This is the update for the week starting 2013-01-14.
- 1 Official Meetings
- 2 Consultations and departments
- 3 Committees
- 4 Government Bills
- 5 Private Members Bills
- 6 Debates and questions
- 7 International Developments
- 8 European Union
- 9 Devolved Matters
- 10 Law and Legal Cases
- 11 ORG Media coverage
- 12 ORG contact details
Jim met with LSE academics, journalists and Privacy International this week.
Peter was at the Business, Innovation and Skills meeting on 18/01/2013 about Midata discussing what risks might be associated with the sharing of data under the scheme.
Consultations and departments
Nominet .uk consultation
A number of charities and industry groups have signalled their opposition to the oppose Nominet's plans to create a .uk suffix. Following a consultation, a number of groups including the Children's Charities' Coalition on Internet Safety called for increased the safety of already existing domains rather than the creation of a new suffix. More on this can be found in January's Press Coverage.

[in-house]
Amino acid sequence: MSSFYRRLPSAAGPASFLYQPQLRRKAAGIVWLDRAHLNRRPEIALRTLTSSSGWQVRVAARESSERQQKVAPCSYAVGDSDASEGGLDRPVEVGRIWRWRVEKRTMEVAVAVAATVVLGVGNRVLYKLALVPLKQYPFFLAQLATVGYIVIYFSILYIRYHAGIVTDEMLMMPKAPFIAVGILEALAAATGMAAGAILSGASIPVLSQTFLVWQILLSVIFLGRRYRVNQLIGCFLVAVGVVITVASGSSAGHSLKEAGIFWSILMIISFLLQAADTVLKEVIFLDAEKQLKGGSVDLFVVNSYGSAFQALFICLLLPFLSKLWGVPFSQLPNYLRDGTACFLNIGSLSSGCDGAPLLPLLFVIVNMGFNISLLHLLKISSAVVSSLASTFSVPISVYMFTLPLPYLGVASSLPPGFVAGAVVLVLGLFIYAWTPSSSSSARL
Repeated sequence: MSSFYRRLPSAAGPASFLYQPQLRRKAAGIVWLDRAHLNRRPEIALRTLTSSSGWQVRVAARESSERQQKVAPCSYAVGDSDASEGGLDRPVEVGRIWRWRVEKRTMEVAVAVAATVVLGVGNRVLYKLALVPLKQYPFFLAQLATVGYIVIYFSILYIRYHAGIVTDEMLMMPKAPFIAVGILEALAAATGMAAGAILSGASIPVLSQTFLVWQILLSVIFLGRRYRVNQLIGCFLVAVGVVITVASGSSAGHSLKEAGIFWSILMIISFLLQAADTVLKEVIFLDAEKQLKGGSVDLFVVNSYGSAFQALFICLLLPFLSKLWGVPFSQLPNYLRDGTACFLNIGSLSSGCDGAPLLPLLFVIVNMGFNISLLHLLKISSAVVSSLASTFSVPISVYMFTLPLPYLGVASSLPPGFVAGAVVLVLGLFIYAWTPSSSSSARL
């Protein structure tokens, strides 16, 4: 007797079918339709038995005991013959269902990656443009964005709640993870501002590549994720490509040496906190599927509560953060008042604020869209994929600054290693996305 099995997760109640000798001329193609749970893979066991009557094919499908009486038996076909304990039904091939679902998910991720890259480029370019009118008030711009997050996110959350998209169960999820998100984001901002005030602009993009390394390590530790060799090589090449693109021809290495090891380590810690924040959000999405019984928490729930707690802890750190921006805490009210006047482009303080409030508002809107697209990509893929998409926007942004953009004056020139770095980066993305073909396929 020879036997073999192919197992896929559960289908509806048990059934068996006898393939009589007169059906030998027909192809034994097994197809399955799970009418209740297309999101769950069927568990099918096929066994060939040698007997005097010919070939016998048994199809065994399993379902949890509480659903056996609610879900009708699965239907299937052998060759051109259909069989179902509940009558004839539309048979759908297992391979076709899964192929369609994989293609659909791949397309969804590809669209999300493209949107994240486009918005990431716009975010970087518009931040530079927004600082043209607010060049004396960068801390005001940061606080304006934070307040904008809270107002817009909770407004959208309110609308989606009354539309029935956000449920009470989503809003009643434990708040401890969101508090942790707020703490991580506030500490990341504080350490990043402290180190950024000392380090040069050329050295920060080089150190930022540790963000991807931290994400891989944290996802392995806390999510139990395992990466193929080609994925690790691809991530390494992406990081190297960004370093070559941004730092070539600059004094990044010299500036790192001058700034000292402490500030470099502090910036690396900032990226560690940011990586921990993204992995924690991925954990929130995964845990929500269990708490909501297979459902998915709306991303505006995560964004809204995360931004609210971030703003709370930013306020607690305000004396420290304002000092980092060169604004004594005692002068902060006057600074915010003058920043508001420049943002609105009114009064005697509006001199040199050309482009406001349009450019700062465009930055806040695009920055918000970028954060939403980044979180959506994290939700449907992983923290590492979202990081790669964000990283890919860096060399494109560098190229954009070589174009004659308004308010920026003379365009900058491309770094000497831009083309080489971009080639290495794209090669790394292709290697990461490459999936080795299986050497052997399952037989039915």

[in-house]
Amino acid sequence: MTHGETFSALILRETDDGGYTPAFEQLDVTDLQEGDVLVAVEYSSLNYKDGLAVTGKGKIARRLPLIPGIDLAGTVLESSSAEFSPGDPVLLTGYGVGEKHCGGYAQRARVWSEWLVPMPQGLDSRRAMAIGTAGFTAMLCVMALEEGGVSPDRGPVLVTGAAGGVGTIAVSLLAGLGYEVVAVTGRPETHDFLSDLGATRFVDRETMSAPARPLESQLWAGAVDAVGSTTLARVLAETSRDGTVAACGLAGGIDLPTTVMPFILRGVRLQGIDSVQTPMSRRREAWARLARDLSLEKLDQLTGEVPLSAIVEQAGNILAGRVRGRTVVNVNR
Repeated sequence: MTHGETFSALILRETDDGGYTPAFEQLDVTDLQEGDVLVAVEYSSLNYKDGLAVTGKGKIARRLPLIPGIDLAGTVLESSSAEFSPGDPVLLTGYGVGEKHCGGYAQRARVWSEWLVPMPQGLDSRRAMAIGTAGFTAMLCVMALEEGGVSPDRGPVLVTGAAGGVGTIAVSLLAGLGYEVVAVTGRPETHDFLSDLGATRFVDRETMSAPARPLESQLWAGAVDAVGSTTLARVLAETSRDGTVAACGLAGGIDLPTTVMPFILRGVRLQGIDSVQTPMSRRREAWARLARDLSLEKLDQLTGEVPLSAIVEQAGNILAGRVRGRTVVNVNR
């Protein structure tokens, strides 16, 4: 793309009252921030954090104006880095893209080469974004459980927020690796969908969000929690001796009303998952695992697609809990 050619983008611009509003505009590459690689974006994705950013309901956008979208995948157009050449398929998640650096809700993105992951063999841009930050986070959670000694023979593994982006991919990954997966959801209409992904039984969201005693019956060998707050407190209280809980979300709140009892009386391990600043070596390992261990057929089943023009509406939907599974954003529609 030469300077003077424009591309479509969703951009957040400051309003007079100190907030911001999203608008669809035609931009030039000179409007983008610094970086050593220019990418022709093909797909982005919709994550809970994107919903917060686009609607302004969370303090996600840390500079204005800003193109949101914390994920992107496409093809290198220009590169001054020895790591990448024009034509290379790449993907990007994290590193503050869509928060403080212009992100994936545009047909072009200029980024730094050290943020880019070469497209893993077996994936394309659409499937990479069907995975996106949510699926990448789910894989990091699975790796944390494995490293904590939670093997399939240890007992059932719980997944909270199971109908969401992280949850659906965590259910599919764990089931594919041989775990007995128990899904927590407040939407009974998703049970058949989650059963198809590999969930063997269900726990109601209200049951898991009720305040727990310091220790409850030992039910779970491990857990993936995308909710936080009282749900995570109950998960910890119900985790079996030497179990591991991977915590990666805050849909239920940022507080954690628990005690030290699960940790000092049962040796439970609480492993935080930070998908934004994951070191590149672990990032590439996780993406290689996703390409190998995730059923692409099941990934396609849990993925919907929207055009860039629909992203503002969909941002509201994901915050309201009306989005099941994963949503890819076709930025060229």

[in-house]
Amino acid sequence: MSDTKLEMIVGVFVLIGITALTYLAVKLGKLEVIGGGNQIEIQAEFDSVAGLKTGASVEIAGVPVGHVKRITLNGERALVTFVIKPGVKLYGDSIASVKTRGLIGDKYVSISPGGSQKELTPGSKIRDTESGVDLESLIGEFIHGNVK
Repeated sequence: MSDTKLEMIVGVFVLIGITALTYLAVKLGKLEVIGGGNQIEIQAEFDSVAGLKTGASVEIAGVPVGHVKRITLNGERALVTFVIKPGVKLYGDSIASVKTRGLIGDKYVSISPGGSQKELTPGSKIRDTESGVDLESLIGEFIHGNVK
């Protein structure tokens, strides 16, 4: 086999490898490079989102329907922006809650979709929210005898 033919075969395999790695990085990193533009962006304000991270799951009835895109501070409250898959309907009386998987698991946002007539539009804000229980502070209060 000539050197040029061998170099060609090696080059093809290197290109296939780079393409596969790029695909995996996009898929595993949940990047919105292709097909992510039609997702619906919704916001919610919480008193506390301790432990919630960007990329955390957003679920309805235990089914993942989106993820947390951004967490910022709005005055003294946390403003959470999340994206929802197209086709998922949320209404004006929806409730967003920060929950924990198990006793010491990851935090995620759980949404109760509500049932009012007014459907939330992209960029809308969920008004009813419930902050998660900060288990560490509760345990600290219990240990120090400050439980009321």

Business, Innovation and Skills Committee: Open Access publishing
The Business, Innovation and Skills Committee announced on 18/01/2013 its intention to inquire into the Government's Open Access policy relating to university research and publishing. Amongst the issues under consideration will be the different models of Open Access publishing (called 'gold', 'green', etc, by the government):
- The Government's acceptance of the recommendations of the Finch Group Report 'Accessibility, sustainability, excellence: how to expand access to research publications', including its preference for the 'gold' over the 'green' open access model;